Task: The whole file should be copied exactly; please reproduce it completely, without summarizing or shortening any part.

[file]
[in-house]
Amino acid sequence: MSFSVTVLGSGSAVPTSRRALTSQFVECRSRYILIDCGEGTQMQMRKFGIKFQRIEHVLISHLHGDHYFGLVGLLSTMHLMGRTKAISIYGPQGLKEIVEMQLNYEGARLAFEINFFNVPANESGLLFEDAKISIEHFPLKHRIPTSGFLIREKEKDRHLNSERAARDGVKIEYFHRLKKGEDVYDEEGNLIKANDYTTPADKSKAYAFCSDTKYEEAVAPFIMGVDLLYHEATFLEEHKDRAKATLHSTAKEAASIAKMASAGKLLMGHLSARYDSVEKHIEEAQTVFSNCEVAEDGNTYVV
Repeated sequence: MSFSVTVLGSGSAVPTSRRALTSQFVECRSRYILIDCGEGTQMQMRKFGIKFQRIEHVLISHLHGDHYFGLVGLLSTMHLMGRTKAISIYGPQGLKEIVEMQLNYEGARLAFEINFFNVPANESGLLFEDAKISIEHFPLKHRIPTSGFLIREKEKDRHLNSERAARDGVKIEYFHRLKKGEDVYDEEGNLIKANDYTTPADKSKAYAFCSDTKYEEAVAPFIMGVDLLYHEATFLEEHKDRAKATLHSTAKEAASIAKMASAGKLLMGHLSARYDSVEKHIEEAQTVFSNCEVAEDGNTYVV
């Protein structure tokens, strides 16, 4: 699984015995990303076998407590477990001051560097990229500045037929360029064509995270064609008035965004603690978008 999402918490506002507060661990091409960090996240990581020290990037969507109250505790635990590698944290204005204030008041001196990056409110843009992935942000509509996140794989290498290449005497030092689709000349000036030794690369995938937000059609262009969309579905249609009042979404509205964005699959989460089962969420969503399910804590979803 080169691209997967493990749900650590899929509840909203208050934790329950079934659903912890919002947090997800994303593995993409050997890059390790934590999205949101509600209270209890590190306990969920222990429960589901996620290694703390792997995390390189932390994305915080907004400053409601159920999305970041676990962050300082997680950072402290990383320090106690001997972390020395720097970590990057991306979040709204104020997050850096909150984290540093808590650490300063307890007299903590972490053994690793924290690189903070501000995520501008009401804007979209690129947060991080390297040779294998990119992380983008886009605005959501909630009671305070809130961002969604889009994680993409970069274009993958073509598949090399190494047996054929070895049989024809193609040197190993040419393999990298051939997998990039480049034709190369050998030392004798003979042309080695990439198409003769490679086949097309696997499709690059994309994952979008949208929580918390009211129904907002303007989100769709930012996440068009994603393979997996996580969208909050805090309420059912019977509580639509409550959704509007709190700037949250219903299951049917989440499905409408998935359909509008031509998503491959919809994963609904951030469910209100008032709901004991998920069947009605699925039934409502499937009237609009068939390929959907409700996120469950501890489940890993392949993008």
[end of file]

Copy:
[in-house]
Amino acid sequence: MSFSVTVLGSGSAVPTSRRALTSQFVECRSRYILIDCGEGTQMQMRKFGIKFQRIEHVLISHLHGDHYFGLVGLLSTMHLMGRTKAISIYGPQGLKEIVEMQLNYEGARLAFEINFFNVPANESGLLFEDAKISIEHFPLKHRIPTSGFLIREKEKDRHLNSERAARDGVKIEYFHRLKKGEDVYDEEGNLIKANDYTTPADKSKAYAFCSDTKYEEAVAPFIMGVDLLYHEATFLEEHKDRAKATLHSTAKEAASIAKMASAGKLLMGHLSARYDSVEKHIEEAQTVFSNCEVAEDGNTYVV
Repeated sequence: MSFSVTVLGSGSAVPTSRRALTSQFVECRSRYILIDCGEGTQMQMRKFGIKFQRIEHVLISHLHGDHYFGLVGLLSTMHLMGRTKAISIYGPQGLKEIVEMQLNYEGARLAFEINFFNVPANESGLLFEDAKISIEHFPLKHRIPTSGFLIREKEKDRHLNSERAARDGVKIEYFHRLKKGEDVYDEEGNLIKANDYTTPADKSKAYAFCSDTKYEEAVAPFIMGVDLLYHEATFLEEHKDRAKATLHSTAKEAASIAKMASAGKLLMGHLSARYDSVEKHIEEAQTVFSNCEVAEDGNTYVV
């Protein structure tokens, strides 16, 4: 699984015995990303076998407590477990001051560097990229500045037929360029064509995270064609008035965004603690978008 999402918490506002507060661990091409960090996240990581020290990037969507109250505790635990590698944290204005204030008041001196990056409110843009992935942000509509996140794989290498290449005497030092689709000349000036030794690369995938937000059609262009969309579905249609009042979404509205964005699959989460089962969420969503399910804590979803 080169691209997967493990749900650590899929509840909203208050934790329950079934659903912890919002947090997800994303593995993409050997890059390790934590999205949101509600209270209890590190306990969920222990429960589901996620290694703390792997995390390189932390994305915080907004400053409601159920999305970041676990962050300082997680950072402290990383320090106690001997972390020395720097970590990057991306979040709204104020997050850096909150984290540093808590650490300063307890007299903590972490053994690793924290690189903070501000995520501008009401804007979209690129947060991080390297040779294998990119992380983008886009605005959501909630009671305070809130961002969604889009994680993409970069274009993958073509598949090399190494047996054929070895049989024809193609040197190993040419393999990298051939997998990039480049034709190369050998030392004798003979042309080695990439198409003769490679086949097309696997499709690059994309994952979008949208929580918390009211129904907002303007989100769709930012996440068009994603393979997996996580969208909050805090309420059912019977509580639509409550959704509007709190700037949250219903299951049917989440499905409408998935359909509008031509998503491959919809994963609904951030469910209100008032709901004991998920069947009605699925039934409502499937009237609009068939390929959907409700996120469950501890489940890993392949993008």